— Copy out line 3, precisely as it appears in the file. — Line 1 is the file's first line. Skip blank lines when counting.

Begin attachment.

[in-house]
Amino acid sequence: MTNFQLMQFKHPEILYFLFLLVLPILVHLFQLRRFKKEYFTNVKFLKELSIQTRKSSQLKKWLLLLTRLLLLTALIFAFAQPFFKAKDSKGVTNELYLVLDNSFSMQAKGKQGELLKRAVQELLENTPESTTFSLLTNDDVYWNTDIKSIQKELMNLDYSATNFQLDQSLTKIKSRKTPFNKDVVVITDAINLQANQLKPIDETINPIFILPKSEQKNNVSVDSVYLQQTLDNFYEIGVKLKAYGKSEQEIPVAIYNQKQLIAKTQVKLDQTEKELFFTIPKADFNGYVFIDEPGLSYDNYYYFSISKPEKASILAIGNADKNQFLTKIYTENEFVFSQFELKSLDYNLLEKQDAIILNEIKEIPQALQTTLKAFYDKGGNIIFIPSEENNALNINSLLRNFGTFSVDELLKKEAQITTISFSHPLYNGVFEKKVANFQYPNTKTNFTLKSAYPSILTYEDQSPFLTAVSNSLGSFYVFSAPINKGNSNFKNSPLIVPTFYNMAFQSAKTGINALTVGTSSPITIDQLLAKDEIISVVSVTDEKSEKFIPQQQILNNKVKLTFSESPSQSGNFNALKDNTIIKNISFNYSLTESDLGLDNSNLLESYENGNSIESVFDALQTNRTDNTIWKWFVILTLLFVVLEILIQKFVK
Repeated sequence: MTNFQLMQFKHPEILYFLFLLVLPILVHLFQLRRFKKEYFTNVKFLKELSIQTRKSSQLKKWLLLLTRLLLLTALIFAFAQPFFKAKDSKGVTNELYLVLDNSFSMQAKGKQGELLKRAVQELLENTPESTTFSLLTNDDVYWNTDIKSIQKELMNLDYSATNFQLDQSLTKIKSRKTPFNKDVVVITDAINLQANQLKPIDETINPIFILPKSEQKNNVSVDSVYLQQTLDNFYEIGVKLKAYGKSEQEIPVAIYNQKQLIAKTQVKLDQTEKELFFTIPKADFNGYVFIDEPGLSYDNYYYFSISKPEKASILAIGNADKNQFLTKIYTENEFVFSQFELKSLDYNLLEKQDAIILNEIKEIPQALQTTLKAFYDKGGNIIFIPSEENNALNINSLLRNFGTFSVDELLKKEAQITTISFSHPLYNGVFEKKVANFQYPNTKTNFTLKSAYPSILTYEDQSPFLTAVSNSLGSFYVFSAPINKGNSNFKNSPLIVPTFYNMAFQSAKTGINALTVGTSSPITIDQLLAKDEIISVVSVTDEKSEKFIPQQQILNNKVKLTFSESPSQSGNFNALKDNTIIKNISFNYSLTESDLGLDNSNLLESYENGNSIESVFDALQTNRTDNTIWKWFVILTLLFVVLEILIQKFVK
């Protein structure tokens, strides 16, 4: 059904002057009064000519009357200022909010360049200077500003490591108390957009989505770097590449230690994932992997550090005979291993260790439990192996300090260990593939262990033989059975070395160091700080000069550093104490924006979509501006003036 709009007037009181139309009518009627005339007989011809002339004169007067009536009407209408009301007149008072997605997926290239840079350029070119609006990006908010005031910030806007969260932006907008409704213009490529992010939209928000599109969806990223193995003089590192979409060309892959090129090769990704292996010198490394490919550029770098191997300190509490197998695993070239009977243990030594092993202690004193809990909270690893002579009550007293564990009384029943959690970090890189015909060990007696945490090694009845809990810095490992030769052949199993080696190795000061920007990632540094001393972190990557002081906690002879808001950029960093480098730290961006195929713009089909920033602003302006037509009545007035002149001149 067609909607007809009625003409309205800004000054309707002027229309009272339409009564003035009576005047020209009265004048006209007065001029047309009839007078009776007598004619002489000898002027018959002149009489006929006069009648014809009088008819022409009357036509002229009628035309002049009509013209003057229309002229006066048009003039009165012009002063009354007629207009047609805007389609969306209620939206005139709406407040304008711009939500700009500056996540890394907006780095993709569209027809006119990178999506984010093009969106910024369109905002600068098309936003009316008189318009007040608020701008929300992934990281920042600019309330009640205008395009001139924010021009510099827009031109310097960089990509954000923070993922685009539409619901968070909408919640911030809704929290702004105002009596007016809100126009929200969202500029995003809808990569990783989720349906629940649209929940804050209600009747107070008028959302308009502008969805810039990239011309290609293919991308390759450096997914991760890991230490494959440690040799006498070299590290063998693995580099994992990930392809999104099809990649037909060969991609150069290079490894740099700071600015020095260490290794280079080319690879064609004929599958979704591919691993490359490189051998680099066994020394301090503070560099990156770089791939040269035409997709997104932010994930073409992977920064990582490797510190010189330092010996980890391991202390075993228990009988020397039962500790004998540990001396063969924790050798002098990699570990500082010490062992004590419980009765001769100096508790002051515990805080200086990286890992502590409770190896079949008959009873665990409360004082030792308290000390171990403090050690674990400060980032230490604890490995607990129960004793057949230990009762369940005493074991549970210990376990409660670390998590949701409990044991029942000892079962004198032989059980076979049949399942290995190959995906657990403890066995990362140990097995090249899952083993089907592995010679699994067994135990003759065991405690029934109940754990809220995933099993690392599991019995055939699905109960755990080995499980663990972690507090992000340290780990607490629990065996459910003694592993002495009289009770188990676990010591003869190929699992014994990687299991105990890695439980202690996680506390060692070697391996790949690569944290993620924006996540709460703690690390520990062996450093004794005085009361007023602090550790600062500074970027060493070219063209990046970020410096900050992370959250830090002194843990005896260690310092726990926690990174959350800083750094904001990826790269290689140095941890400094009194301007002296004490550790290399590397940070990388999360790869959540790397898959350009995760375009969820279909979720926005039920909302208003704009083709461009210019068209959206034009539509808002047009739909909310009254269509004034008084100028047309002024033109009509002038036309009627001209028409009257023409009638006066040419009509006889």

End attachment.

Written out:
Repeated sequence: MTNFQLMQFKHPEILYFLFLLVLPILVHLFQLRRFKKEYFTNVKFLKELSIQTRKSSQLKKWLLLLTRLLLLTALIFAFAQPFFKAKDSKGVTNELYLVLDNSFSMQAKGKQGELLKRAVQELLENTPESTTFSLLTNDDVYWNTDIKSIQKELMNLDYSATNFQLDQSLTKIKSRKTPFNKDVVVITDAINLQANQLKPIDETINPIFILPKSEQKNNVSVDSVYLQQTLDNFYEIGVKLKAYGKSEQEIPVAIYNQKQLIAKTQVKLDQTEKELFFTIPKADFNGYVFIDEPGLSYDNYYYFSISKPEKASILAIGNADKNQFLTKIYTENEFVFSQFELKSLDYNLLEKQDAIILNEIKEIPQALQTTLKAFYDKGGNIIFIPSEENNALNINSLLRNFGTFSVDELLKKEAQITTISFSHPLYNGVFEKKVANFQYPNTKTNFTLKSAYPSILTYEDQSPFLTAVSNSLGSFYVFSAPINKGNSNFKNSPLIVPTFYNMAFQSAKTGINALTVGTSSPITIDQLLAKDEIISVVSVTDEKSEKFIPQQQILNNKVKLTFSESPSQSGNFNALKDNTIIKNISFNYSLTESDLGLDNSNLLESYENGNSIESVFDALQTNRTDNTIWKWFVILTLLFVVLEILIQKFVK